I needed a night light in a dark stairway, but there was no outlet. A motion detector was out of the question due to pets, and the stairway light couldn’t be converted to a night light because it shares a circuit with other important lights.
That left me with one option: make a night light that sits as a ring underneath the ceiling-mounted smoke detector.
This is a test grind of a knife blank made from an old automotive spring, done by the person for whom I built the grinder in the first place.
Here’s a link to the beginning of the construction process.
I created a data graphic called The Tierarchy to show the common steps between tying various necktie knots.
I started an infographic about what solvents remove what materials (and what solvents remove which other solvents). There are a few entries for different materials, but it’s a very rough draft at this point.
I’m trying to restore an old Craftsman / Atlas 618 lathe. It has missing, broken, and oddly-deteriorated parts.
If you’re a qualified machinist, you may want to avert your eyes.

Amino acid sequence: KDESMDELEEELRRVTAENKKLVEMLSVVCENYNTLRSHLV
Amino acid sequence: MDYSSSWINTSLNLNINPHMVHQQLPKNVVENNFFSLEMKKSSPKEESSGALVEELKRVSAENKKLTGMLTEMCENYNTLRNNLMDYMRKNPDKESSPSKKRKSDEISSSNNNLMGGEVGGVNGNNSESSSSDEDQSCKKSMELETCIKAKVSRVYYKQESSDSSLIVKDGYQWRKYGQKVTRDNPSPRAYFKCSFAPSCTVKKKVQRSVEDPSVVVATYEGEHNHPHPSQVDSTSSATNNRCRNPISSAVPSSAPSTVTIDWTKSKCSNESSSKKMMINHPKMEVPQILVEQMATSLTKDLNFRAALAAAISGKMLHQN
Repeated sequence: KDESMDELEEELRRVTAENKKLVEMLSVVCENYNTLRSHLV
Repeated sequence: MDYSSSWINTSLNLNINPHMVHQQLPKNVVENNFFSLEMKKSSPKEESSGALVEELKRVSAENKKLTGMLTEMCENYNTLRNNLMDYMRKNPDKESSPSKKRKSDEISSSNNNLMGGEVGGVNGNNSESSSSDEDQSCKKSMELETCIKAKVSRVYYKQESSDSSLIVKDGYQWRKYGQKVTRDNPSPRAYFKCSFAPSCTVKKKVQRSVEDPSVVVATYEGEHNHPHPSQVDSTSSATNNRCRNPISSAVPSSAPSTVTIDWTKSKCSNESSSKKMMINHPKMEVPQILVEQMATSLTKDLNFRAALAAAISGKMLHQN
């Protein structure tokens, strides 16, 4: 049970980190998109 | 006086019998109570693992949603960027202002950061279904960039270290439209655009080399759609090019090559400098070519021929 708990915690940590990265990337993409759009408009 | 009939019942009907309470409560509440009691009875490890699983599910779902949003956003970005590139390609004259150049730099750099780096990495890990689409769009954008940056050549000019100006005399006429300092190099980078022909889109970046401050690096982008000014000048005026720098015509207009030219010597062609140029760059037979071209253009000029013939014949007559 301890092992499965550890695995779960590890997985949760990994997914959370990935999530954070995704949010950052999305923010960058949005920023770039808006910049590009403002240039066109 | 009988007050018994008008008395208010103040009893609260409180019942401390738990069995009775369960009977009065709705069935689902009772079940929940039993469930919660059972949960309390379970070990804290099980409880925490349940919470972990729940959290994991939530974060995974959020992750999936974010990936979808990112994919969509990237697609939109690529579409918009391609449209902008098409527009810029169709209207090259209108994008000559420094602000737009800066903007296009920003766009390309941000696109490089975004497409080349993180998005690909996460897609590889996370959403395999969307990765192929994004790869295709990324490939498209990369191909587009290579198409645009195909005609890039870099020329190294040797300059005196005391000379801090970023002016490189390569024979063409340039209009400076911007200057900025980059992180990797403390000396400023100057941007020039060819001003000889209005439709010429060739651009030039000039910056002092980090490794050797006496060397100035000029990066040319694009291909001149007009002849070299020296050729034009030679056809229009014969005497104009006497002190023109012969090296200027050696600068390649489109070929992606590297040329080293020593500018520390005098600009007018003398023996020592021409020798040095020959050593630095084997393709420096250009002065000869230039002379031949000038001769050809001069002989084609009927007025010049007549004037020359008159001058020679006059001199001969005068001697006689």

I ran a brief test on the new sander and jigsaw to make a (portion of a) knife blade and a poorly-executed wooden giraffe. The tools function as expected!
This time I’m tearing down and rebuilding the ShopSmith bandsaw. The motor stand I made came in handy for this as well, since it has the mounting holes for accessories as well.
This was a full teardown and rebuild of the ShopSmith jigsaw. It looks like a scroll saw, but since it has only a tensioned spring instead of a walking beam (to pull the blade upwards), it’s really just a glorified jigsaw that breaks blades and leaks oil.
There was a lot of rust on the sander that came with the rusty ShopSmith. I fully disassembled and cleaned it.
I recently acquired a “new” ShopSmith – a 1960s-era model that was in rough shape, and more or less “totalled” in terms of how many obscure parts needed replacing. However, it made an excellent donor machine and upgraded or replaced some key parts of my own 1950s-era ShopSmith.
The most useful thing about the old machine was the hinged piece at the end of the stand. I was able to use it to build a motor-servicing stand: a wooden frame to help slide the headstock onto the stand, which would then hold the motor tray. The stand itself allows the headstock casting to be held vertically for easy access to dis-assembly and cleaning.